17, 2002, 11:10 a.m.
University rescinds Michael Bellesiles’s Bancroft
Bellesiles, a former Emory University history professor and
author of Arming
America: The Origins of a National Gun Culture, can no
longer claim the prestigious Bancroft
Prize, awarded to him in April 2001, as his own.
statement released Friday, Columbia University announced that
the school's trustees had voted to rescind the prize because
Bellesiles "had violated basic norms of acceptable
scholarly conduct." Arming America "had not and
does not meet the standards they had established for the
Bancroft Prize," the trustees found. Columbia also
requested that Bellesiles return $4,000 in prize money.
It is the
first time the prize for "distinguished works" in
American history and diplomacy has been withdrawn since it was
first awarded in 1948.
America was immediately embraced by many scholars because it
appeared to confirm what many already believed: that the Second
Amendment only protects a collective right to bear arms, and
individual gun rights were unimportant to America's Founders.
The thesis of the book is that there were few guns in early
America and that most of the guns that did exist were old and
October, Bellesiles was
forced to resign from his professorship at Emory after a
panel of historians built on the seed work of critics (most
notably James Lindgren of Northwestern University) and found
that Bellesiles was "guilty of unprofessional and
misleading work." The National Endowment for the Humanities
also withdrew its name from a Newberry fellowship awarded to
Bellesiles for a second book on guns (the NEH and the William
& Mary Quarterly were the first to seriously examine the
charges against Bellesiles).
provost, Jonathan Cole, tells NRO that his school's decision
came at the end of a careful process that began in the fall of
2001. Though they were ultimately influenced by the results of
the Emory investigation, Columbia's trustees also consulted with
outside historians in their deliberations about the fate of
Bellesiles's award. In fact, Bellesiles was even allowed to
provide his input before Columbia made its decision.
recent evaluation of Arming America by its trustees,
administration, and faculty contrasts sharply with the original
review by the Bancroft selection committee in 2001. Despite
early revelations that Bellesiles had made many errors in the
book, Columbia's prize committee issued the award anyway, as
reiterated last Friday, because Arming America appeared
to fulfill criteria of "enduring worth and impeccable
scholarship that make a major contribution to our understanding
of the American past."
the Bancroft Prize was awarded in 2001, scholars had already
shown that Bellesiles's main probate data were mathematically
impossible, and that he had miscounted, misinterpreted, and made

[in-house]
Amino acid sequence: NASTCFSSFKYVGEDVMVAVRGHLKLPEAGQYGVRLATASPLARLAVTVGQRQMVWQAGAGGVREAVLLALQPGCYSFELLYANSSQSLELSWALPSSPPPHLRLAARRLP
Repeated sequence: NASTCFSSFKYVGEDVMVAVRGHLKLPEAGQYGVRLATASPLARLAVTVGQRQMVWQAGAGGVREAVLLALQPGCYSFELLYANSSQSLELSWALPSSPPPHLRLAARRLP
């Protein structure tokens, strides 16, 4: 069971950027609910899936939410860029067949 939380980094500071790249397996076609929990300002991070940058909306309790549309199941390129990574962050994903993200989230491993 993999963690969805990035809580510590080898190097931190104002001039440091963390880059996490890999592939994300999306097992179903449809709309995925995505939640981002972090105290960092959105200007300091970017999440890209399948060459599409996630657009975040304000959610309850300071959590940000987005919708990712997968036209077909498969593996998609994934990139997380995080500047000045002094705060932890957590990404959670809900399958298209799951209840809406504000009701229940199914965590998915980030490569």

up substantial portions of information. When
asked by National Review last fall, Arthur Goren,
professor emeritus of Columbia, then chair of the prize
committee, said he wasn't aware of a public debate or serious
questions about Arming America when the committee
considered it: "We reviewed 150 books over a four month
period. As you undertake that process and seek to recognize
innovative work, among other things, it is probably inevitable
that some of the books will touch on controversial topics."
This, despite the fact that one of the original Bancroft panel
members, Rutgers historian Jan Lewis, had been sent a scholarly
manuscript detailing most of these problems.
more, on April 18, 2001, the day that Columbia presented
Bellesiles his prize, the Columbia College Conservative Club
(CCCC) held a roundtable discussion on the author's work. Not a
single Bancroft committee member or member of the school's
history department attended. "On April 9, I e-mailed
members of the history department and the Bancroft committee
with a summary of the case against Bellesiles including some
clear cases of fraud. I received no responses," explains
Ron Lewenberg, then president of the CCCC. He tried again and
was shunned again. "I was not allowed to put the packets in
the mailboxes of professors and staff, so with the approval of
the secretary, I placed them on the desk. According to a
friendly TA, whose anonymity I have kept secret for the
protection of his career, Professor Eric Foner, saw the handouts
and threw a fit. All of the packets were thrown out."
what Lewenberg interpreted as Foner's attempt to suppress
knowledge of possible problems with the book, Foner last week
defended the committee's ignorance in comments to the Associated
Press: "The Bancroft judges operate on a basis of trust. We
assume a book published by a reputable press has gone through a
process where people have checked the facts. Members of prize
committees cannot be responsible for that."
relieved that the school's trustees withdrew Bellesiles's
Bancroft Prize, Joyce
Malcolm, a history professor at Bentley College who has
written a book on the Anglo-American conception of gun rights,
and who was an early skeptic of Bellesiles's research begs to
differ: "The sad part is that if the prize committee had
taken the trouble to read the serious criticism of the book
before bestowing this award they would never have been put in
this embarrassing situation. The award was meant to be for a
work of impeccable scholarship, and it was clear before April
2001 that Arming America was not such a book."
about the book's publisher, Knopf? In the wake of Columbia's
actions, Knopf announced plans to continue to publish the same
paperback edition that Emory and Columbia found to be the
product of "misconduct" and "falsification"
— problems serious enough for Bellesiles to lose his tenured
position at Emory and the coveted Bancroft Prize but not for
Knopf to stop selling his discredited book, and its lies.
Seckora is an NR editorial associate.